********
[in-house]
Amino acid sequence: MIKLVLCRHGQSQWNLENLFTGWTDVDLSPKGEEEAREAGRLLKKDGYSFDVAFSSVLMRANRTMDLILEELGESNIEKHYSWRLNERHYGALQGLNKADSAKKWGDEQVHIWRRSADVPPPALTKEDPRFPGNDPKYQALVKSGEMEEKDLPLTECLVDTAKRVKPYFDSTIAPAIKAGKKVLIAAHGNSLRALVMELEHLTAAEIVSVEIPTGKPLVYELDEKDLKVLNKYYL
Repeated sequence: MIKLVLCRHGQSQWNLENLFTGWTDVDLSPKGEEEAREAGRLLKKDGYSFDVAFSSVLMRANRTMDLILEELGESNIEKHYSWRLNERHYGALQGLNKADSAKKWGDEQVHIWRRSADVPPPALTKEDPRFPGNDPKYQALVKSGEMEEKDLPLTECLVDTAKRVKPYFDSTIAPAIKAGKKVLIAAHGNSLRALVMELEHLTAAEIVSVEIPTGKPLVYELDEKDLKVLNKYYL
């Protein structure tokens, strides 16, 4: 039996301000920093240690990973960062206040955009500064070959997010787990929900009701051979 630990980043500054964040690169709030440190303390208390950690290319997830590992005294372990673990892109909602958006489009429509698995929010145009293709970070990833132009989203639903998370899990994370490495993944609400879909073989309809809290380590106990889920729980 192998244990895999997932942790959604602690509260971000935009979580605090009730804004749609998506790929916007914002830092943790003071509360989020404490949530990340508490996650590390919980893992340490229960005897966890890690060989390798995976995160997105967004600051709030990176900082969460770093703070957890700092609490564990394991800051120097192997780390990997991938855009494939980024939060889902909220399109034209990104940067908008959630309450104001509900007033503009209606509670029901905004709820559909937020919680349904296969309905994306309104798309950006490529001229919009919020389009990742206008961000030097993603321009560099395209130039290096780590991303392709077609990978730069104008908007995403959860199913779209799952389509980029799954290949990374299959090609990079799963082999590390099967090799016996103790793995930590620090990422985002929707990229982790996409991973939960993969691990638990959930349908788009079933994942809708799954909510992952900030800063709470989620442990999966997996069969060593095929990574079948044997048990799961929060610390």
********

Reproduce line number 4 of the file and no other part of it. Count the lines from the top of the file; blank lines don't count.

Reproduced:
């Protein structure tokens, strides 16, 4: 039996301000920093240690990973960062206040955009500064070959997010787990929900009701051979 630990980043500054964040690169709030440190303390208390950690290319997830590992005294372990673990892109909602958006489009429509698995929010145009293709970070990833132009989203639903998370899990994370490495993944609400879909073989309809809290380590106990889920729980 192998244990895999997932942790959604602690509260971000935009979580605090009730804004749609998506790929916007914002830092943790003071509360989020404490949530990340508490996650590390919980893992340490229960005897966890890690060989390798995976995160997105967004600051709030990176900082969460770093703070957890700092609490564990394991800051120097192997780390990997991938855009494939980024939060889902909220399109034209990104940067908008959630309450104001509900007033503009209606509670029901905004709820559909937020919680349904296969309905994306309104798309950006490529001229919009919020389009990742206008961000030097993603321009560099395209130039290096780590991303392709077609990978730069104008908007995403959860199913779209799952389509980029799954290949990374299959090609990079799963082999590390099967090799016996103790793995930590620090990422985002929707990229982790996409991973939960993969691990638990959930349908788009079933994942809708799954909510992952900030800063709470989620442990999966997996069969060593095929990574079948044997048990799961929060610390």